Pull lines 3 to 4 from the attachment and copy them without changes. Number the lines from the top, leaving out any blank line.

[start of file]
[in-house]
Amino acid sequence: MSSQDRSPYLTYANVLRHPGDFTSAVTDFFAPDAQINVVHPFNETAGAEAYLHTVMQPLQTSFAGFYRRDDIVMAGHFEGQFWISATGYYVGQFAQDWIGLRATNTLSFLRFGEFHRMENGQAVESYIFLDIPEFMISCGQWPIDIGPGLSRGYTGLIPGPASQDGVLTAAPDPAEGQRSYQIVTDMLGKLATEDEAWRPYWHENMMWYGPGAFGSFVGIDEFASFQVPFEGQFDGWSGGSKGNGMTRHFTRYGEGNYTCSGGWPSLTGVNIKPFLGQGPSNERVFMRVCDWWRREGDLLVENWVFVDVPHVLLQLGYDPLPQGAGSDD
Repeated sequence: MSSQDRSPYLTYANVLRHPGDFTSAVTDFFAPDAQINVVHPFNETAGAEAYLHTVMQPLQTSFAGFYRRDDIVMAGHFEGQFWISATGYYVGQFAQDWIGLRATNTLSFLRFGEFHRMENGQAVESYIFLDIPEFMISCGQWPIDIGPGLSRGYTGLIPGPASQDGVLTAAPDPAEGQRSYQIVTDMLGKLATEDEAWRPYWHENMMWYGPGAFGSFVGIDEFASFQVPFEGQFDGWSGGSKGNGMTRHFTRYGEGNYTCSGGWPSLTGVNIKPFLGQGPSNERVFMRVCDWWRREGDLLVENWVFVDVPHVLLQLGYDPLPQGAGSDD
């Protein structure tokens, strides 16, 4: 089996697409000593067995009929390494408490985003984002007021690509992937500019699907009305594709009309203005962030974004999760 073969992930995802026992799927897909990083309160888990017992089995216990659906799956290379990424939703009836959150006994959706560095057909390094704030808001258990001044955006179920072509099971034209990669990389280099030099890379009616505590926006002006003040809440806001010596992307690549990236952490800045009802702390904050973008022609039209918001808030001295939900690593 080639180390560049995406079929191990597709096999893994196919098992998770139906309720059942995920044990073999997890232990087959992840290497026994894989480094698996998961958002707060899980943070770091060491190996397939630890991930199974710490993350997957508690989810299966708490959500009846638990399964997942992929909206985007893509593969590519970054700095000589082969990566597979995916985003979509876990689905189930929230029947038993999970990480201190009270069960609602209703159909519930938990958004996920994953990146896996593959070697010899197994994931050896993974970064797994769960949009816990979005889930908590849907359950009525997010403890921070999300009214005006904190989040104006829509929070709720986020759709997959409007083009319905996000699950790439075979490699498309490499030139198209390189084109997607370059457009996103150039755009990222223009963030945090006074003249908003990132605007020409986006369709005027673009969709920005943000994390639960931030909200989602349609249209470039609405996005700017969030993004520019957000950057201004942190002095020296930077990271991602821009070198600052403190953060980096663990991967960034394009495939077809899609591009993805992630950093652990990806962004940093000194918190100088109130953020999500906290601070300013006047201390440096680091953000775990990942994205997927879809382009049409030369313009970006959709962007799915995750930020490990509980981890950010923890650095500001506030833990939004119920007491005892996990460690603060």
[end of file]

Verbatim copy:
Repeated sequence: MSSQDRSPYLTYANVLRHPGDFTSAVTDFFAPDAQINVVHPFNETAGAEAYLHTVMQPLQTSFAGFYRRDDIVMAGHFEGQFWISATGYYVGQFAQDWIGLRATNTLSFLRFGEFHRMENGQAVESYIFLDIPEFMISCGQWPIDIGPGLSRGYTGLIPGPASQDGVLTAAPDPAEGQRSYQIVTDMLGKLATEDEAWRPYWHENMMWYGPGAFGSFVGIDEFASFQVPFEGQFDGWSGGSKGNGMTRHFTRYGEGNYTCSGGWPSLTGVNIKPFLGQGPSNERVFMRVCDWWRREGDLLVENWVFVDVPHVLLQLGYDPLPQGAGSDD
């Protein structure tokens, strides 16, 4: 089996697409000593067995009929390494408490985003984002007021690509992937500019699907009305594709009309203005962030974004999760 073969992930995802026992799927897909990083309160888990017992089995216990659906799956290379990424939703009836959150006994959706560095057909390094704030808001258990001044955006179920072509099971034209990669990389280099030099890379009616505590926006002006003040809440806001010596992307690549990236952490800045009802702390904050973008022609039209918001808030001295939900690593 080639180390560049995406079929191990597709096999893994196919098992998770139906309720059942995920044990073999997890232990087959992840290497026994894989480094698996998961958002707060899980943070770091060491190996397939630890991930199974710490993350997957508690989810299966708490959500009846638990399964997942992929909206985007893509593969590519970054700095000589082969990566597979995916985003979509876990689905189930929230029947038993999970990480201190009270069960609602209703159909519930938990958004996920994953990146896996593959070697010899197994994931050896993974970064797994769960949009816990979005889930908590849907359950009525997010403890921070999300009214005006904190989040104006829509929070709720986020759709997959409007083009319905996000699950790439075979490699498309490499030139198209390189084109997607370059457009996103150039755009990222223009963030945090006074003249908003990132605007020409986006369709005027673009969709920005943000994390639960931030909200989602349609249209470039609405996005700017969030993004520019957000950057201004942190002095020296930077990271991602821009070198600052403190953060980096663990991967960034394009495939077809899609591009993805992630950093652990990806962004940093000194918190100088109130953020999500906290601070300013006047201390440096680091953000775990990942994205997927879809382009049409030369313009970006959709962007799915995750930020490990509980981890950010923890650095500001506030833990939004119920007491005892996990460690603060």